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La Motte - Braised snoek for a cold Cape winter

Braised (gesmoorde) snoek is an inexpensive, traditional dish that makes a regular appearance at the table during the cold Cape winters. The most well-known method for preparing this dish is as follows: Sauté onions in lots of butter together with pepper, salt, fresh ginger, lemon zest and juice, and a pinch of fresh chilli. then add cooked flaked fish (fresh, salted or smoked) and braise slowly until cooked. Traditionally potatoes were added and some modern cooks prefer to add fresh tomatoes with the pips and skins removed.

The recipe given below is an interesting adaptation of a braised snoek recipe from the nineteenth century. Snoek is recommended as the main ingredient, but any firm fish will do. Adding eggs to thicken and enrich the sauce is also an unusual variation on the traditional recipe.

The original recipe recommends that a glass of sherry be poured over the dish at the end, but we replaced the sherry with Chardonnay. Also serve this warming dish with a glass of La Motte Chardonnay!

Braised Snoek


1 Tbsp (15 ml) butter

1 kg salted snoek, soaked in milk for 12 hours (if using fresh or smoked snoek instead, you do not need to soak it)

2 onions

½ tsp (2.5 ml) grated nutmeg

1 tsp (5 ml) ground all spice

¼ tsp (1 ml) ground cloves

½ tsp (2 ml) finely chopped fresh root ginger

2 cups (500 ml) fish stock

¾ cup (190 ml) Chardonnay or other dry white wine

1 bay leaf

1 tsp (5 ml) lemon zest

Salt and ground white pepper

2 egg yolks

4 tsp (20 ml) lemon juice

2 Tbsp (30 ml) chopped fresh parsley, fennel or dill, for garnishing


Heat a frying pan, brown the butter and add the snoek. Cook the snoek over moderate heat until golden brown. Remove from the pan, let it cool and flake the fish from the bones. Discard the bones and skin.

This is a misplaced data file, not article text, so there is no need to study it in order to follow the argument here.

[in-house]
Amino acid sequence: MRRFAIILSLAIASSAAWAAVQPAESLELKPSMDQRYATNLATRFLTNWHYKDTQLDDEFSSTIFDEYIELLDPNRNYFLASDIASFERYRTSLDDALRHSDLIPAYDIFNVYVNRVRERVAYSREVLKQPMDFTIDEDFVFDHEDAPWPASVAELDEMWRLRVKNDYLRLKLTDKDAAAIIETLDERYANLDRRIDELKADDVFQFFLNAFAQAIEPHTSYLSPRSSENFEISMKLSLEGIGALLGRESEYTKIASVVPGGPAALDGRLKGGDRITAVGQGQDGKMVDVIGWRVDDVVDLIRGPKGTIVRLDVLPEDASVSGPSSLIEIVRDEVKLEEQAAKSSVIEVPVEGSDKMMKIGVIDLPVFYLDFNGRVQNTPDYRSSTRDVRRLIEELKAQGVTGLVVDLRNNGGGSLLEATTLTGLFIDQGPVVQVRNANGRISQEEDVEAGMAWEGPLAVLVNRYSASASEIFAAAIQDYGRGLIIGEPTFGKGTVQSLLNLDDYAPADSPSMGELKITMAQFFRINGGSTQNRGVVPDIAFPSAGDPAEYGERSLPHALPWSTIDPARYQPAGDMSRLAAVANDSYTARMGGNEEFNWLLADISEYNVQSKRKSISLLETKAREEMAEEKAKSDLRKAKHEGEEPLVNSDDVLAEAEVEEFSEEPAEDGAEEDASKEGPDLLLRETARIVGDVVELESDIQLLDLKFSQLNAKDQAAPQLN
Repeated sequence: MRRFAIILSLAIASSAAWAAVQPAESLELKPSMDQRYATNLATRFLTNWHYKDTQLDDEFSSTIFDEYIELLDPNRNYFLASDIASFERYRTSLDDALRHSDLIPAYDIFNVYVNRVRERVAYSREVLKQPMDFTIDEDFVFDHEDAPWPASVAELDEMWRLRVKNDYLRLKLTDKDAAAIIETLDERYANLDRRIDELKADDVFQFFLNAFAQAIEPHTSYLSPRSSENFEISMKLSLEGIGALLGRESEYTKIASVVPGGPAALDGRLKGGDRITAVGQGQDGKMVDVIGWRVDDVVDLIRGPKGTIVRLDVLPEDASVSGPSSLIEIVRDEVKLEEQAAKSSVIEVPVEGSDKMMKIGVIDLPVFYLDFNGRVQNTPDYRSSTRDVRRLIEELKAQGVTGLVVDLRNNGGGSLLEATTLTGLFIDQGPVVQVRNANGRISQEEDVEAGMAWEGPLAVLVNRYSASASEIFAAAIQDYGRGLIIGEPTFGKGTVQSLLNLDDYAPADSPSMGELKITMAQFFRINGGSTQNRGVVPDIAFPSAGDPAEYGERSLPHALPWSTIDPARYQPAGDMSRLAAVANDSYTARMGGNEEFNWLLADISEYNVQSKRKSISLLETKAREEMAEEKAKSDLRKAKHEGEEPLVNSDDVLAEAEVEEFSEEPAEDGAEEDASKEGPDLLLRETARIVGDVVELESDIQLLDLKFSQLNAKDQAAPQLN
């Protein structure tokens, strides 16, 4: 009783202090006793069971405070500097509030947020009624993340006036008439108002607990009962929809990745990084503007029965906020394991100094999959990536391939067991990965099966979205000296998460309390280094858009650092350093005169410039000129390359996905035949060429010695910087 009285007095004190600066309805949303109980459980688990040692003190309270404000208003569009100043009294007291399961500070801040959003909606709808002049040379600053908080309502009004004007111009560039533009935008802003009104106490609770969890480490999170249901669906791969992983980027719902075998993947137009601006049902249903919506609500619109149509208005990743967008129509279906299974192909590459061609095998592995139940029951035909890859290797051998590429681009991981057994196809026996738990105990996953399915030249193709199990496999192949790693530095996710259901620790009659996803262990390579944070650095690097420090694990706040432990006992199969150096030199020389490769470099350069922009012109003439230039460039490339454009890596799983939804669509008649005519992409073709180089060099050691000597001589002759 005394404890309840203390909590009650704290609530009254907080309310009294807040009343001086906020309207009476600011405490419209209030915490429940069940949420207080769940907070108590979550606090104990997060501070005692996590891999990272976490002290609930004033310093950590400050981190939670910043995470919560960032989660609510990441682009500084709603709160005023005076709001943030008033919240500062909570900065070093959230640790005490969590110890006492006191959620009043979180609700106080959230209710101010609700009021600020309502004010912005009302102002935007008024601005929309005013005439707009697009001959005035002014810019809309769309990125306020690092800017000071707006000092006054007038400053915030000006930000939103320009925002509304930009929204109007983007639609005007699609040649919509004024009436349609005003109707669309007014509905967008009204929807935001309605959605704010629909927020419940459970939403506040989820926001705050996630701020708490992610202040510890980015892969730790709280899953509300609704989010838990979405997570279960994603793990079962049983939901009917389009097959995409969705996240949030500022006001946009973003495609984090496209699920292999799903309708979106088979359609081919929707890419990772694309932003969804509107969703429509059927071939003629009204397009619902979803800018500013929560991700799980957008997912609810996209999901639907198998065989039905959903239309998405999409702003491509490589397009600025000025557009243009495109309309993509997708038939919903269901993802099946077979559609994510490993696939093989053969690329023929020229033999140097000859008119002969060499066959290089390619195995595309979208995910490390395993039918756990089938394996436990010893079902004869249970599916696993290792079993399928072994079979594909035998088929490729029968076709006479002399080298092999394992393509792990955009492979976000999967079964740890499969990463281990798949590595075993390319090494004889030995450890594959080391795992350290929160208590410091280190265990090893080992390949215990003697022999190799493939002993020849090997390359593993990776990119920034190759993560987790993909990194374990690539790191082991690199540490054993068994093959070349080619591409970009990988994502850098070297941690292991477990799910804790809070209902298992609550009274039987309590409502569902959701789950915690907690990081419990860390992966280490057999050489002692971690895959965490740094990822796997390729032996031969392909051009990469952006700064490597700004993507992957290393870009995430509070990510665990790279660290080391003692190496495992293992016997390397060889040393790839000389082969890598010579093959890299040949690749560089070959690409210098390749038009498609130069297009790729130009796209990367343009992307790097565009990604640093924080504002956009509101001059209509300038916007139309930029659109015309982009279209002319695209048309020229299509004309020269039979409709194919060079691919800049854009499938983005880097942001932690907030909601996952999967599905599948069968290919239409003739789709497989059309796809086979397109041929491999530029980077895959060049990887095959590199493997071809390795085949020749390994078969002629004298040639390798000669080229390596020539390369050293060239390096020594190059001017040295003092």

Add the onions, nutmeg, allspice, cloves and ginger to the pan and sauté until the onions are tender. Strain off any excess butter.

Add the fish stock, wine, flaked snoek, bay leaf and lemon zest, and place parchment (baking) paper on the surface to prevent too much liquid evaporating. Season with salt and white pepper, and simmer over low heat for 20-30 minutes. Remove from the heat and strain the sauce, leaving the solid ingredients in the frying pan.

Beat the egg yolks and lemon juice together and add half the strained sauce. Mix through well and pour back in to the saucepan. Cook over low heat until the sauce coats the back of a spoon. Add another egg if the sauce is too thin.

Pour the sauce over the snoek and heat through gently. Garnish with chopped parsley, fennel or dill and serve with sliced bread or rolls, dried apricot slices and a tomato salsa.

Fish Stock


2 Tbsp (30ml) Olive Oil

3 onions, sliced

3 leeks, sliced

1 fennel bulb, sliced

3 stalks celery, sliced

3 bay leaves

½ cup (125ml) fresh parsley

½ cup (125ml) fresh basil leaves

1 sprig fresh tarragon, or 1 tsp (5 ml) dried

2 Tbsp (15 ml) coriander seeds

1 tsp (5 ml) white peppercorns

3 kg fish bones, rinsed well (preferably flat fish such as sole)

2 cups (500 ml) dry white wine

10 tsp (50 ml) pastis (Richard or Pernod)

28 cups (7 litres) water


Heat the olive oil in a large stockpot or saucepan and add all the vegetables, herbs coriander and peppercorns. Sauté until tender.

Add the fish bones and cook for 5 minutes

Add the remaining ingredients and simmer for 2 hours

Strain through a muslin cloth

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